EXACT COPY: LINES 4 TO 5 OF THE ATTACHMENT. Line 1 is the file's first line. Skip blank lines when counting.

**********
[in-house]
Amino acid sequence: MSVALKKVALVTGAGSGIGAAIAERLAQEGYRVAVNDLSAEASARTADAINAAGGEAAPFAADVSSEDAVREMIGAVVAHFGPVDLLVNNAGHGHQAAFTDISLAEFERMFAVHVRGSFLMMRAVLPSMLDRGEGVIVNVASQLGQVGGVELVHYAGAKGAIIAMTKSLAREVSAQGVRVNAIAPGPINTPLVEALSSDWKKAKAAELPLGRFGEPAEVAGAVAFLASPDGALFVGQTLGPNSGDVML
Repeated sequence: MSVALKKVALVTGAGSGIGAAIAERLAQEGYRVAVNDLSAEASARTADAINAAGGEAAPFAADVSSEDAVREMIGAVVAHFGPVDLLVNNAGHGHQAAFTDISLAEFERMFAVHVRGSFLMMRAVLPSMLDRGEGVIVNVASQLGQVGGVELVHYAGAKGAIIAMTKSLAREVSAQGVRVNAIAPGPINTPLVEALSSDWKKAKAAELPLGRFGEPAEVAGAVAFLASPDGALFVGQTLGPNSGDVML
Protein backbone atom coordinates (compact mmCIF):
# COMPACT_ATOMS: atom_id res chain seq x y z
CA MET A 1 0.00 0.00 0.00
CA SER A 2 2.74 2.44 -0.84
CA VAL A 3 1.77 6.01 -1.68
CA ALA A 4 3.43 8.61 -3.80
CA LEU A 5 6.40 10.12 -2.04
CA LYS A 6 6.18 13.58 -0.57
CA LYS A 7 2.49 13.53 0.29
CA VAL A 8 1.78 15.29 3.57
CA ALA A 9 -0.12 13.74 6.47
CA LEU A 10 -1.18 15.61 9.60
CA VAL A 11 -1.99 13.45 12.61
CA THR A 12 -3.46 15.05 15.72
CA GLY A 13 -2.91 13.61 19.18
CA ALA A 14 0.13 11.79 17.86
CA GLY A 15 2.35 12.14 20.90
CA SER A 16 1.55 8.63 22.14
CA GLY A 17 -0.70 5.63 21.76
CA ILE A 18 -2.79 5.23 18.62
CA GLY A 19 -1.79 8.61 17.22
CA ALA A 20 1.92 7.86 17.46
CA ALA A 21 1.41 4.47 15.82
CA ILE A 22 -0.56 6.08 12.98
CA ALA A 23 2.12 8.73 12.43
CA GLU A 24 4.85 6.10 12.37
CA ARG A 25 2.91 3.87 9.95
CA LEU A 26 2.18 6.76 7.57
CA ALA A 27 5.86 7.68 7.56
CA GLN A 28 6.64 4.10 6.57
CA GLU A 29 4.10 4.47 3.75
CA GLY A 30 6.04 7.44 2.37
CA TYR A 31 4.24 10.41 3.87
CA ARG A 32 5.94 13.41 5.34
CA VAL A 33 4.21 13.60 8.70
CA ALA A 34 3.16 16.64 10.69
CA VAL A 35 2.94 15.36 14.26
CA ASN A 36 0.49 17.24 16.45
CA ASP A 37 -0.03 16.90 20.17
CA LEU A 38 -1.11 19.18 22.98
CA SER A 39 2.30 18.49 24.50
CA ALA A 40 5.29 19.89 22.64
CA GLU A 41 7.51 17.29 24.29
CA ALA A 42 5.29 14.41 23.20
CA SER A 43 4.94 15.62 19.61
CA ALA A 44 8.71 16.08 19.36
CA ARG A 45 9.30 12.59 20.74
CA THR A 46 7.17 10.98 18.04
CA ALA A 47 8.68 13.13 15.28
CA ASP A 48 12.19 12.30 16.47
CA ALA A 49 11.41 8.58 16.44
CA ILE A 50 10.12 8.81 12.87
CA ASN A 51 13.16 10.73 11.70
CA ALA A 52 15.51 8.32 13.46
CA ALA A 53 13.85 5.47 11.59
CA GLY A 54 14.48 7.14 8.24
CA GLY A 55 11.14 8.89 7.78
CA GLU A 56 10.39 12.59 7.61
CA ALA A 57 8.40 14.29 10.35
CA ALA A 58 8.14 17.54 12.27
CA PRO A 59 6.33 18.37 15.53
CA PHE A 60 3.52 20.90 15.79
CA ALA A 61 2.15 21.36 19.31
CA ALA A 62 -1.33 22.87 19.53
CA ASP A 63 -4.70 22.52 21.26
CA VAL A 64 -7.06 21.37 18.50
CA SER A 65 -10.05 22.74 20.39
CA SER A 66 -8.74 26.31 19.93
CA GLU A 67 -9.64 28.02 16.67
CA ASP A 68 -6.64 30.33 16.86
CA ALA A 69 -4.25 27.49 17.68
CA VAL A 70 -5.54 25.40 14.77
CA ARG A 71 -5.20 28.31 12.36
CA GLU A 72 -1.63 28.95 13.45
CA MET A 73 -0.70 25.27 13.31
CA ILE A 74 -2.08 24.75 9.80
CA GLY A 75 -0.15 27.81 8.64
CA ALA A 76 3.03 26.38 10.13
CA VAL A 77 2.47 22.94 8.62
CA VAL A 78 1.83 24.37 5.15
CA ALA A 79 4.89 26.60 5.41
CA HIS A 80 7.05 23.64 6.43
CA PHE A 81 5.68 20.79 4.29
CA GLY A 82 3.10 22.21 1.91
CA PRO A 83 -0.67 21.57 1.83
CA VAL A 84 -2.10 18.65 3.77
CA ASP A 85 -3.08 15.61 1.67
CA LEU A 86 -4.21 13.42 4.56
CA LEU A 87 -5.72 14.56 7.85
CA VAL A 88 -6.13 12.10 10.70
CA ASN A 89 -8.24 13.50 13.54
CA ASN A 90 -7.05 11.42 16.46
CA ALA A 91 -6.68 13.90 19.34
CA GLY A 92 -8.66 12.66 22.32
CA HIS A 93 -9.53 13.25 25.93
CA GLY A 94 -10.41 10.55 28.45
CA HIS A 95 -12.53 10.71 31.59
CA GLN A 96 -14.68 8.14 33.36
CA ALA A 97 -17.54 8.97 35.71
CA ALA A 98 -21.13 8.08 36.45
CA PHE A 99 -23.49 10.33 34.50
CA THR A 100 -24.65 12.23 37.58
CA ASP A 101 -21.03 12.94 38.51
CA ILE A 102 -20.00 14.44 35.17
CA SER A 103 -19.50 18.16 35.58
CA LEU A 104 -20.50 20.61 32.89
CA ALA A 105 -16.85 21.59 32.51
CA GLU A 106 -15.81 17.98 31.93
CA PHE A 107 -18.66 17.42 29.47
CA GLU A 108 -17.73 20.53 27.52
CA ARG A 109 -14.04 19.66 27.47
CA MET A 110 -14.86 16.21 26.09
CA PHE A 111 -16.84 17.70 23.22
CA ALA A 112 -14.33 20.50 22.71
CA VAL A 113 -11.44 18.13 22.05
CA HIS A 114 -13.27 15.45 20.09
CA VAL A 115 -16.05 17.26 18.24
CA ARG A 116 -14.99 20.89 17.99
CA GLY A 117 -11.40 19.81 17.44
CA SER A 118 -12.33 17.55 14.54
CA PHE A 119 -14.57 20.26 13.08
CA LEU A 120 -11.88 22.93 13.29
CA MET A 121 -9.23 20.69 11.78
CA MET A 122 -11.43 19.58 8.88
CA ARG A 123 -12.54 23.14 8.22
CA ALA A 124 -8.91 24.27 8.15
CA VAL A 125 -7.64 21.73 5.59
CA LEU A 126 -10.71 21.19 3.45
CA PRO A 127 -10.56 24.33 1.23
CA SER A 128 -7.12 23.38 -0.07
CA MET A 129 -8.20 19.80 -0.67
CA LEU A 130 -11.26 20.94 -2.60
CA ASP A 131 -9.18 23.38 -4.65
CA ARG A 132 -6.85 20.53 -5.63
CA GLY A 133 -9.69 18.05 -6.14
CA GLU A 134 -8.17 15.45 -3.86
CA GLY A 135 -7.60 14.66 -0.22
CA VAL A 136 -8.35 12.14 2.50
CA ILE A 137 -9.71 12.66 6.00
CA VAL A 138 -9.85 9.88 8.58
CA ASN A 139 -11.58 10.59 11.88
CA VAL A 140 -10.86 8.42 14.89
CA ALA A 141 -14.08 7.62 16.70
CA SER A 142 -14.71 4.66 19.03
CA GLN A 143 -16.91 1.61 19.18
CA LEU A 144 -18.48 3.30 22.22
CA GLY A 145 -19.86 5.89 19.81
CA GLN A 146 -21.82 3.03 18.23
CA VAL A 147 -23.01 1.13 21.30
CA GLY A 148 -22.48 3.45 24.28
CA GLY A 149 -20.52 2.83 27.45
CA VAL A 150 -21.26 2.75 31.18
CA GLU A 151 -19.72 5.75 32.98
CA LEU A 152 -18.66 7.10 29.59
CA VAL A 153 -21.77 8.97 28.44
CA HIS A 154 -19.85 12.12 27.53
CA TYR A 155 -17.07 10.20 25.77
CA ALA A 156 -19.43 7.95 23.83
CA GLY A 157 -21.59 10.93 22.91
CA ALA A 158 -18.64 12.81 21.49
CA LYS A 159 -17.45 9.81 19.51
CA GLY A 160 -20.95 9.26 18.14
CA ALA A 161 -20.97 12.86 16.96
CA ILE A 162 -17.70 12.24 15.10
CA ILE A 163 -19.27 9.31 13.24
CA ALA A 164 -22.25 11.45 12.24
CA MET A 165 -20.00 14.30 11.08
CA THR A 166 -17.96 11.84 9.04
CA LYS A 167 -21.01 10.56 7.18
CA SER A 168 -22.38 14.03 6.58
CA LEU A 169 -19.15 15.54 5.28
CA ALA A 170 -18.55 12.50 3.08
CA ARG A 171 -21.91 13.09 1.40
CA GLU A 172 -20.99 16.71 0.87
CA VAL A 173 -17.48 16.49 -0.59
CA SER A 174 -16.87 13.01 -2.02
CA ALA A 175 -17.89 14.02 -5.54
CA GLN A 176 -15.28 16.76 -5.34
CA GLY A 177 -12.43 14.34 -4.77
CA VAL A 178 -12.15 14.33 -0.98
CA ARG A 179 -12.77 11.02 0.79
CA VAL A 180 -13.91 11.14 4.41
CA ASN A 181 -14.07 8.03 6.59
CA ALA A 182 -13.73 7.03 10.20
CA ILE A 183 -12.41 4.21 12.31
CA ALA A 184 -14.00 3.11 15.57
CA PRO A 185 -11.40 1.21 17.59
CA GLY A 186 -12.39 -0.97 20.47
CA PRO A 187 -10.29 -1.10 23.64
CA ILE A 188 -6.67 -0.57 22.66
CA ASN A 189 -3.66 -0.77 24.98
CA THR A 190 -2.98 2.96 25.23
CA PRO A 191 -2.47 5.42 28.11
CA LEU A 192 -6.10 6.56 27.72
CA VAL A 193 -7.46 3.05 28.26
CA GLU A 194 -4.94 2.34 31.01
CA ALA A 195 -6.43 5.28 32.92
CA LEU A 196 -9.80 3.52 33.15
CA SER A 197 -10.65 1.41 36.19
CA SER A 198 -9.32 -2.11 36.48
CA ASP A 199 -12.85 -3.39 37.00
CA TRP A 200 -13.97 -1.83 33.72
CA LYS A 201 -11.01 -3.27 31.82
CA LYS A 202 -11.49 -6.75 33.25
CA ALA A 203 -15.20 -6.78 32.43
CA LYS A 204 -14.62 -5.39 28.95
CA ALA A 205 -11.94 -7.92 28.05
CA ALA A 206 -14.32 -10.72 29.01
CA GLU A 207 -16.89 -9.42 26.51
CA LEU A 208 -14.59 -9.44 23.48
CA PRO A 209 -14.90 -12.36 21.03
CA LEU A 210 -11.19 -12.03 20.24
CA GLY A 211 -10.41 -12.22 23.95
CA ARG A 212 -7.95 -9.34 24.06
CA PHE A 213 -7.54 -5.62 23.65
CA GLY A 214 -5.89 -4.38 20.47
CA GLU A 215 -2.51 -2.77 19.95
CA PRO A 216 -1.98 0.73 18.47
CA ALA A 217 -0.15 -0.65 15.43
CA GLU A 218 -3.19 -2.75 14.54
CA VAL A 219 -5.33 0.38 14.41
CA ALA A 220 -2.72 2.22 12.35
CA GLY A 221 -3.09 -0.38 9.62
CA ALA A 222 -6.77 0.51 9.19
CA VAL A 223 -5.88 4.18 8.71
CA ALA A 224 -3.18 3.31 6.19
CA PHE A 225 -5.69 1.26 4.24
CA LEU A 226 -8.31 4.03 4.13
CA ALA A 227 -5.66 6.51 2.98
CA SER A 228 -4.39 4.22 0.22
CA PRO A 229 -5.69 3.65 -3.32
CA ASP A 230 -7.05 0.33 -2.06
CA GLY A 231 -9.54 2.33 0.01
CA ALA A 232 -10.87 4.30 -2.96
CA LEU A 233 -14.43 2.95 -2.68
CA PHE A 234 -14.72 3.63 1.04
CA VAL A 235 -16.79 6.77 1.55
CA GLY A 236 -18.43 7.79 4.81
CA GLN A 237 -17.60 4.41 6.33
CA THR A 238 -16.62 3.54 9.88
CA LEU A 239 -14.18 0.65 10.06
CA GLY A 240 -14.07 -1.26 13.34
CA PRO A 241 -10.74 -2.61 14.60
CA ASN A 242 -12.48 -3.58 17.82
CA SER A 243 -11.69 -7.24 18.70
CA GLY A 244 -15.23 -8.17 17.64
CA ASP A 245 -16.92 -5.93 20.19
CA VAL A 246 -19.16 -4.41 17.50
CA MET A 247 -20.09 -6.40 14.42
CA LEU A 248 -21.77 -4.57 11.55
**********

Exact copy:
Protein backbone atom coordinates (compact mmCIF):
# COMPACT_ATOMS: atom_id res chain seq x y z